If you attended my debate with Donald Wittman, or wish you could have, here are some additional links, including the full text of my opening statement.
I continue to be surprised by how much Wittman has moved away from the rational expectations assumption that he wielded so vigorously in The Myth of Democratic Failure.
His book relied heavily on the hypothesis I've spent years debunking - that non-economists have the same average beliefs as economists. In the debate, Wittman switched to a much lower standard. Now, he's satisfied if a majority of economists and a majority of non-economists fail to take opposite positions.
Thus, to take a reductio ad absurdum, suppose a survey asks whether destroying all of our food would a "major problem," "minor problem," or "not a problem" for the economy. 100% of economists say "major problem." In contrast, 51% of non-economists say "minor problem," and the rest say "not a problem." Wittman would call that an example of agreement, because a majority of both groups admits that the elimination of all food is a problem!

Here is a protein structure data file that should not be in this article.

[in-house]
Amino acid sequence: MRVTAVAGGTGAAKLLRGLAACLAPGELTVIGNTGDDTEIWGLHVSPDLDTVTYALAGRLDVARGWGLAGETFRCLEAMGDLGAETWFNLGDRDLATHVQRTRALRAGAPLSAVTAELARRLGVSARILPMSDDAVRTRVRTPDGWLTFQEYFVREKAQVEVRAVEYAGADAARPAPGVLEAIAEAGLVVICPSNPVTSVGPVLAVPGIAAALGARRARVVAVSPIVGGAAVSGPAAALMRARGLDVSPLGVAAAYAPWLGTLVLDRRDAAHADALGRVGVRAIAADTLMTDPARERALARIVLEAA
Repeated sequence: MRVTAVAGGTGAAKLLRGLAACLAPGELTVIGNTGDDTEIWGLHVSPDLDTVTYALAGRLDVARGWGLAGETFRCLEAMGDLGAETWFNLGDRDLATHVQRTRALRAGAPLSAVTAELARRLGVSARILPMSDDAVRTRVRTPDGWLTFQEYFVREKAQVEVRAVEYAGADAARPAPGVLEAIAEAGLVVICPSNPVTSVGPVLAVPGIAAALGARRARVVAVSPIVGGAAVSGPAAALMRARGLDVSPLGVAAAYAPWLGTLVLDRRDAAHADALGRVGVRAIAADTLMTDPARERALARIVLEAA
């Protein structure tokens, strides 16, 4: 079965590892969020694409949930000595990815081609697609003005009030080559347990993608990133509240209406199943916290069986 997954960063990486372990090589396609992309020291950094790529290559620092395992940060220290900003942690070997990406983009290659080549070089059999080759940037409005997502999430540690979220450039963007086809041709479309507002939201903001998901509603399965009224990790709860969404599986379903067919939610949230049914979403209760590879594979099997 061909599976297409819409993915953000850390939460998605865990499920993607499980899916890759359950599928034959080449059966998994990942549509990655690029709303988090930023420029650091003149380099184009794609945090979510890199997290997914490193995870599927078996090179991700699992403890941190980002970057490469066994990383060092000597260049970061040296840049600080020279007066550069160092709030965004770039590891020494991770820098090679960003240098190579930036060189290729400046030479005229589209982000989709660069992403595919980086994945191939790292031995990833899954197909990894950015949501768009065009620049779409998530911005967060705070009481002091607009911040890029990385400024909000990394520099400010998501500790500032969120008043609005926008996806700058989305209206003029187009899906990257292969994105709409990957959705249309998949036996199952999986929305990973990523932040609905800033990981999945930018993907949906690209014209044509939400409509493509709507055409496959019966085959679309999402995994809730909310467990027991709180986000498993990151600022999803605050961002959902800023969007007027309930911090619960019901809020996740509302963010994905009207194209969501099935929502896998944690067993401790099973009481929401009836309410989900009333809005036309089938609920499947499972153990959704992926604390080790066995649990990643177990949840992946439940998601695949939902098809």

I'm gratified that Wittman has backed away from his original, empirically discredited position. At the same time, however, he seems to have forgotten that his original position was one of the key assumptions he used to defend the efficiency of democracy. He can't consistently tone down his assumptions without toning down his conclusions.